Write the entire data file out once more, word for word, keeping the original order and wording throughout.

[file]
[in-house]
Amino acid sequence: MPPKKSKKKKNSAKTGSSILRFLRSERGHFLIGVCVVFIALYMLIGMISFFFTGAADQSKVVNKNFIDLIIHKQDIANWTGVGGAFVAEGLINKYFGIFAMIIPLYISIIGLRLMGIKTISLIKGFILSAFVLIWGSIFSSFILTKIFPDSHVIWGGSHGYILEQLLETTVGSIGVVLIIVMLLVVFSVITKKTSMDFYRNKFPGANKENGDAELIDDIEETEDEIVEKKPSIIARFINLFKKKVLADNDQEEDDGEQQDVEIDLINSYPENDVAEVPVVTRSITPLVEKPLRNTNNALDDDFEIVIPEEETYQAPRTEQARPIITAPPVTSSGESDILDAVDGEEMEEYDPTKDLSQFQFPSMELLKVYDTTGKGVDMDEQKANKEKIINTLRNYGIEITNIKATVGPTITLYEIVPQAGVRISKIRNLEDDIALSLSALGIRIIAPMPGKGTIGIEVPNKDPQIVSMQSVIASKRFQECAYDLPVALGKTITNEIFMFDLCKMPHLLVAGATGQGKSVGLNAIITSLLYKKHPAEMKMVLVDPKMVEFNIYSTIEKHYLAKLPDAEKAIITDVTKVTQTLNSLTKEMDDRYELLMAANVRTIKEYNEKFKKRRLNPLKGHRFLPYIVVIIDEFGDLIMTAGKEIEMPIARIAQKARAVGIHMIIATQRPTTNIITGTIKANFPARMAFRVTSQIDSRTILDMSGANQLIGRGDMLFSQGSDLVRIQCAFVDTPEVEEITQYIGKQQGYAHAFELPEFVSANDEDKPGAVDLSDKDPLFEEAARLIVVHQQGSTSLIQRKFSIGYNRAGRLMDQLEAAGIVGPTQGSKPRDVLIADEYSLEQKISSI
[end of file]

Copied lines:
[in-house]
Amino acid sequence: MPPKKSKKKKNSAKTGSSILRFLRSERGHFLIGVCVVFIALYMLIGMISFFFTGAADQSKVVNKNFIDLIIHKQDIANWTGVGGAFVAEGLINKYFGIFAMIIPLYISIIGLRLMGIKTISLIKGFILSAFVLIWGSIFSSFILTKIFPDSHVIWGGSHGYILEQLLETTVGSIGVVLIIVMLLVVFSVITKKTSMDFYRNKFPGANKENGDAELIDDIEETEDEIVEKKPSIIARFINLFKKKVLADNDQEEDDGEQQDVEIDLINSYPENDVAEVPVVTRSITPLVEKPLRNTNNALDDDFEIVIPEEETYQAPRTEQARPIITAPPVTSSGESDILDAVDGEEMEEYDPTKDLSQFQFPSMELLKVYDTTGKGVDMDEQKANKEKIINTLRNYGIEITNIKATVGPTITLYEIVPQAGVRISKIRNLEDDIALSLSALGIRIIAPMPGKGTIGIEVPNKDPQIVSMQSVIASKRFQECAYDLPVALGKTITNEIFMFDLCKMPHLLVAGATGQGKSVGLNAIITSLLYKKHPAEMKMVLVDPKMVEFNIYSTIEKHYLAKLPDAEKAIITDVTKVTQTLNSLTKEMDDRYELLMAANVRTIKEYNEKFKKRRLNPLKGHRFLPYIVVIIDEFGDLIMTAGKEIEMPIARIAQKARAVGIHMIIATQRPTTNIITGTIKANFPARMAFRVTSQIDSRTILDMSGANQLIGRGDMLFSQGSDLVRIQCAFVDTPEVEEITQYIGKQQGYAHAFELPEFVSANDEDKPGAVDLSDKDPLFEEAARLIVVHQQGSTSLIQRKFSIGYNRAGRLMDQLEAAGIVGPTQGSKPRDVLIADEYSLEQKISSI